molecule [H((CH2)xO)yOH]. The deprotonated MPS thiol group
is indicated as \u2018\u2018thiolate\u2019\u2019 in the formula.

Copper comproportionation reactions
Cu\u00fe Cu2\u00fe\u00d02Cu\u00fe
Cu\u00fe Cu2\u00fe\u00fe 2Cl\u00c0\u00d0 2CuClad
Cu\u00fe Cu2\u00fe\u00fe 2MPS\u00d0 2Cu(thiolate)ad\u00fe 2H
Redox reactions involving SPS
\u00fe\u00feSPS \u00fe2H
4Cu\u00fe\u00feSPS \u00d02Cu2\u00fe\u00fe2Cu(I)(thiolate)ad
2Cu2\u00fe\u00fe 4MPS\u00d0 2Cu(I)(thiolate)ad
\u00feSPS \u00fe4H
Surface adsorption reactions
2Cus\u00feSPS \u00d02Cu(I)(thiolate)ad
nCuClad\u00fe HO((CH2)xO)yH\u00d0
bHO((CH2)xOCuCl)n ((CH2)xO)y\u00c0nHcad
Exchange reactions
CuClad\u00feMPS \u00d0Cu(I)(thiolate)ad\u00feCl\u00c0 \u00feH\u00fe

bHO((CH2)xOCuCl)n ((CH2)xO)y\u00c0nHcad \u00fenMPS \u00d0HO((CH2)xO)yH \u00fenCl\u00c0 \u00fenCu(I)(thiolate)ad

Complexation reactions
CuClad\u00fe Cl\u00c0\u00d0 CuCl\u00c02
CuClad\u00fe MPS\u00d0 CuCl(thiolate)\u00c0\u00fe H\u00fe
Cu\u00fe\u00fe MPS\u00d0 Cu(I)(thiolate)ad\u00fe H\u00fe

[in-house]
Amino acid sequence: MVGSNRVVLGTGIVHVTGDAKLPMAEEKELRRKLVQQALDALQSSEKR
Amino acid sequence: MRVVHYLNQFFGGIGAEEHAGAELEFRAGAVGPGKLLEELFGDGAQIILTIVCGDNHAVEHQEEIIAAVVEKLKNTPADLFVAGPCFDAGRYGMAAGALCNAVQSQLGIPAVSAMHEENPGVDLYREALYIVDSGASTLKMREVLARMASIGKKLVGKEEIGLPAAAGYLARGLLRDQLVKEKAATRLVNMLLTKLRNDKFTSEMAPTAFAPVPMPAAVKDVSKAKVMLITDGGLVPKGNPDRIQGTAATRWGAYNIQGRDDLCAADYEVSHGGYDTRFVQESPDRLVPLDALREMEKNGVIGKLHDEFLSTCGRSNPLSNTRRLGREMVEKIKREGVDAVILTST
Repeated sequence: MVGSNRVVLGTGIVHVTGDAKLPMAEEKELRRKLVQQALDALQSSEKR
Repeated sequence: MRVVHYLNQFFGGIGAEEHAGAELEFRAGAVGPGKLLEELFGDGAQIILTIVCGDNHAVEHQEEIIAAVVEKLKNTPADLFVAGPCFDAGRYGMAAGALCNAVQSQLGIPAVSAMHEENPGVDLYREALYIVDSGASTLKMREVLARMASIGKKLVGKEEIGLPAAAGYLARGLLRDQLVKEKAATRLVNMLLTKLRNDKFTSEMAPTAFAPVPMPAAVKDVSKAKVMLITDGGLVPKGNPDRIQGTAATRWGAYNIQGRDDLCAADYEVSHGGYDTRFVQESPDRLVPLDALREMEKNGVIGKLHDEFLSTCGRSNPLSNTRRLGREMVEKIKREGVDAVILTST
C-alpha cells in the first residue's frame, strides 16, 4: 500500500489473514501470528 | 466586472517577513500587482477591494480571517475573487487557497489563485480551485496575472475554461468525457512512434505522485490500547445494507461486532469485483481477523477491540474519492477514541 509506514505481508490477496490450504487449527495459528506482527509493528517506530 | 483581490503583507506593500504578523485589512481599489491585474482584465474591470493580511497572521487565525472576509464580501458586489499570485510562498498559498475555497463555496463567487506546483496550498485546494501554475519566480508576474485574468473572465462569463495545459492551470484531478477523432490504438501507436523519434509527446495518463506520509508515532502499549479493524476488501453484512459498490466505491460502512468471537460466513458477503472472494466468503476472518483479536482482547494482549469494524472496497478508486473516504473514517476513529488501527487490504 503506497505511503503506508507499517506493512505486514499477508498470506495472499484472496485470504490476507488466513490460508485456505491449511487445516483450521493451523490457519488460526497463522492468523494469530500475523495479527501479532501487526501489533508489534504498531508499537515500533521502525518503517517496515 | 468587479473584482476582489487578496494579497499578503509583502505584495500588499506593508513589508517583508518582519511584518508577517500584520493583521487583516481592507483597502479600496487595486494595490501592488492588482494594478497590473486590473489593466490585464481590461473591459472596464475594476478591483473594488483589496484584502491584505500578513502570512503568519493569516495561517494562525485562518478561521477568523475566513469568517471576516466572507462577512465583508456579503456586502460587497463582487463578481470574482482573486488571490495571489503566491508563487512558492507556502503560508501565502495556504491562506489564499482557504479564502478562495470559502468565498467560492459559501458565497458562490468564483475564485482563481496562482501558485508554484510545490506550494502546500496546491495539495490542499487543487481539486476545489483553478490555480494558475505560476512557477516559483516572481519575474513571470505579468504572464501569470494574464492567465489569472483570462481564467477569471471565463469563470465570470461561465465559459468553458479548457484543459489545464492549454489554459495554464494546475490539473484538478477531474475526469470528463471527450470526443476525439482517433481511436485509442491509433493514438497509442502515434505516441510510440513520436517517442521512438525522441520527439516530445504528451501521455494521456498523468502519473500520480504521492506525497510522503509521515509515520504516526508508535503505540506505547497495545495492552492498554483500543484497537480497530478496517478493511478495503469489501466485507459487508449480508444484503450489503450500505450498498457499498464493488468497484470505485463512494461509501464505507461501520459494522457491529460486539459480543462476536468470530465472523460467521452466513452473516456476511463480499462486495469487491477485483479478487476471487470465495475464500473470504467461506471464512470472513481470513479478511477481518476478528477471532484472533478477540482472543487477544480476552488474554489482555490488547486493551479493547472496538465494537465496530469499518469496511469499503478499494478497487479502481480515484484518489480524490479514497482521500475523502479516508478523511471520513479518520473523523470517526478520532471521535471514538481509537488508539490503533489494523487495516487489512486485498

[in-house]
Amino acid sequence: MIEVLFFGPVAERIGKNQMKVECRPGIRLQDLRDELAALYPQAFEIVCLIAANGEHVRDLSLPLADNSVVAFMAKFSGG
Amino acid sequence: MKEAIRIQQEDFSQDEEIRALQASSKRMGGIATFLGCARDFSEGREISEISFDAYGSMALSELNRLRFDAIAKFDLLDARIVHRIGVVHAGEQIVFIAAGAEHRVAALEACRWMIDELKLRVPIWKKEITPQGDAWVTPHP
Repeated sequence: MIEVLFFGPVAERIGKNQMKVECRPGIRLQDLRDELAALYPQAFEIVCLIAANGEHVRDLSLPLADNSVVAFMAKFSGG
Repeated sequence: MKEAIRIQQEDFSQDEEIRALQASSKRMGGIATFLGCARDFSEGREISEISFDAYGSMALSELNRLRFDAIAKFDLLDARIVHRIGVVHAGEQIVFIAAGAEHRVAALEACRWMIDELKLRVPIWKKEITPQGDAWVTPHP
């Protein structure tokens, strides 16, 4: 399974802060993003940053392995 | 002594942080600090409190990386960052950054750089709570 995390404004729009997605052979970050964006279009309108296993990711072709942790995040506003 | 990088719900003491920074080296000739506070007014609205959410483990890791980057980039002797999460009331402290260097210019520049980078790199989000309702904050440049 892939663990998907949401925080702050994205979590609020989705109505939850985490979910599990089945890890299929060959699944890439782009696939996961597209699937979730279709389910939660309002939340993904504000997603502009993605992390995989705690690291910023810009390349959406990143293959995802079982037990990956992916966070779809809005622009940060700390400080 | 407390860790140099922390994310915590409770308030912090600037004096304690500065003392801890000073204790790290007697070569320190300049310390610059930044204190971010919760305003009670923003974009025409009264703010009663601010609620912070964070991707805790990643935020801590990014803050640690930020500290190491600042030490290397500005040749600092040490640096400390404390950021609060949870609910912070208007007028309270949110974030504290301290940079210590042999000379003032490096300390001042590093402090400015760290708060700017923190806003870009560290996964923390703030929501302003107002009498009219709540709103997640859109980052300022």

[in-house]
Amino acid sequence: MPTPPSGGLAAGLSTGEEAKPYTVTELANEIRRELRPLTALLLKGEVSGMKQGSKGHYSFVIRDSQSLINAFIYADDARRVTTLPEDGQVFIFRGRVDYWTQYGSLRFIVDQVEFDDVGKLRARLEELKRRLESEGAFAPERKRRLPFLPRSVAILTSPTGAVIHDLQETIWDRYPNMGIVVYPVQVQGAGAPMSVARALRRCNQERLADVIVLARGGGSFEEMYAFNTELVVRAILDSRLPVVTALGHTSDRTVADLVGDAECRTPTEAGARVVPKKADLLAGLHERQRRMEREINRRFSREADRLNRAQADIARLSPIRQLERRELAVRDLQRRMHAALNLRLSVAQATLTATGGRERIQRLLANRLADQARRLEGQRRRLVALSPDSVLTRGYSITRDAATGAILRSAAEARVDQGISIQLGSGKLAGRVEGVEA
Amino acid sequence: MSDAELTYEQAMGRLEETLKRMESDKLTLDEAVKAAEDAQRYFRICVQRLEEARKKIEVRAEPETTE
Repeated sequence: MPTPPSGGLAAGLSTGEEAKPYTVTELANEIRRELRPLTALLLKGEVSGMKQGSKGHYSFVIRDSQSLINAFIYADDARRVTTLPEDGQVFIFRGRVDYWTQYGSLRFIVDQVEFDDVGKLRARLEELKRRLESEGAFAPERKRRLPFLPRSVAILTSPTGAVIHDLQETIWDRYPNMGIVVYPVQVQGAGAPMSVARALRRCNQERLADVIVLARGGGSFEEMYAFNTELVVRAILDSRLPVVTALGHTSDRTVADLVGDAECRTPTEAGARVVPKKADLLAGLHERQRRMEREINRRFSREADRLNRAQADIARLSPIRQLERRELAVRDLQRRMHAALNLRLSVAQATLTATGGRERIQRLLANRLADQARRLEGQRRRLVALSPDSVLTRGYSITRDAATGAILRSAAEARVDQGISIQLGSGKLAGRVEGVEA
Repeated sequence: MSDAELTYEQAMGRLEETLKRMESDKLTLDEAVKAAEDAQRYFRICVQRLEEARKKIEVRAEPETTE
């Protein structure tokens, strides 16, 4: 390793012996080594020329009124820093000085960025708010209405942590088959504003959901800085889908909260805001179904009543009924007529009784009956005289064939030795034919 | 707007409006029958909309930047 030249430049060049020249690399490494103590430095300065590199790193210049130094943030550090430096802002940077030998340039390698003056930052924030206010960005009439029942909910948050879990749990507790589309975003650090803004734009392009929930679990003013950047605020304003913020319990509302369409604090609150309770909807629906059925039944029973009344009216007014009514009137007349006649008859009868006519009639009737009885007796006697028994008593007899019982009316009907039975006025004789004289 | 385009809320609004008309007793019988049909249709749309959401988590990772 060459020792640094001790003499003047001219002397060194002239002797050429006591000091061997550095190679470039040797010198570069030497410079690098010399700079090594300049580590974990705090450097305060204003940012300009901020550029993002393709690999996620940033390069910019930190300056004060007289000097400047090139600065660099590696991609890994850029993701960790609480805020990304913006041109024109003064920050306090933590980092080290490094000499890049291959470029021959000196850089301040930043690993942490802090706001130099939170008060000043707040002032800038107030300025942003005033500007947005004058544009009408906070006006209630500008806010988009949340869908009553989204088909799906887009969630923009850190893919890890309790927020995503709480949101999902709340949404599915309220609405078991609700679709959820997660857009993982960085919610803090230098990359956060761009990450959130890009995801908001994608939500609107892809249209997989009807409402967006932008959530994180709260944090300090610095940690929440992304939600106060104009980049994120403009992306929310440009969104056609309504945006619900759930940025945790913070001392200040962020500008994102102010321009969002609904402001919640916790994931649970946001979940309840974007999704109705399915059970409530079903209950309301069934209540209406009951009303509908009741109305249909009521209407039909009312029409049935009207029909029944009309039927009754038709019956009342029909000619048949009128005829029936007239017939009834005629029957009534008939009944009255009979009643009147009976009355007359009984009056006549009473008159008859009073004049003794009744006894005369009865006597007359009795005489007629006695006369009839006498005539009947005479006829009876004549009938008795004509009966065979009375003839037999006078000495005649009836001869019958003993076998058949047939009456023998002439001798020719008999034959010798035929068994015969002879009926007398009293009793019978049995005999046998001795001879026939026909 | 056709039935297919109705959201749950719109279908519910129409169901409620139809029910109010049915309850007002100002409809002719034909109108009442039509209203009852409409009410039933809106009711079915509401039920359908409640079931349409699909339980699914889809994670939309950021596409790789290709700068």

Cu\u00fe\u00fe SPS\u00d0 Cu(I)(SPS)\u00fe H\u00fe
Cu\u00f0I\u00de\u00f0thiolate\u00dead \u00fe MPS\u00d0 Cu\u00f0I\u00de\u00f0thiolate\u00de\u00c02 \u00fe H\u00fe
Cu(I)(thiolate)ad\u00fe Cl
4Cu\u00f0I\u00de\u00f0thiolate\u00dead \u00fe Cu2\u00fe\u00d0 Cu\u00bdCu\u00f0I\u00de\u00f0thiolate\u00de\u008a2\u00fe
Cu(I)(thiolate)ad\u00fe Cu\u00fe\u00d0
Cu(I)(thiolate)Cu(I)\u00fe H
1Calculated from the standard redox potentials for half-reactionsf20g andf21g in
Table 1 according to lnKeq,Cu= (F/RT) [U0(Cu2\u00fe, Cu\u00fe)\u00c0U0(Cu\u00fe, Cu)].
IBM J. RES. & DEV. VOL. 49 NO. 1 JANUARY 2005

Activity (7)

You've already reviewed this. Edit your review.
1 thousand reads
1 hundred reads
Jilin Changchun liked this
Mark Huang liked this
wk_ymiq78 liked this
cluster0814 liked this
Pooky Bear liked this

You're Reading a Free Preview

/*********** DO NOT ALTER ANYTHING BELOW THIS LINE ! ************/ var s_code=s.t();if(s_code)document.write(s_code)//-->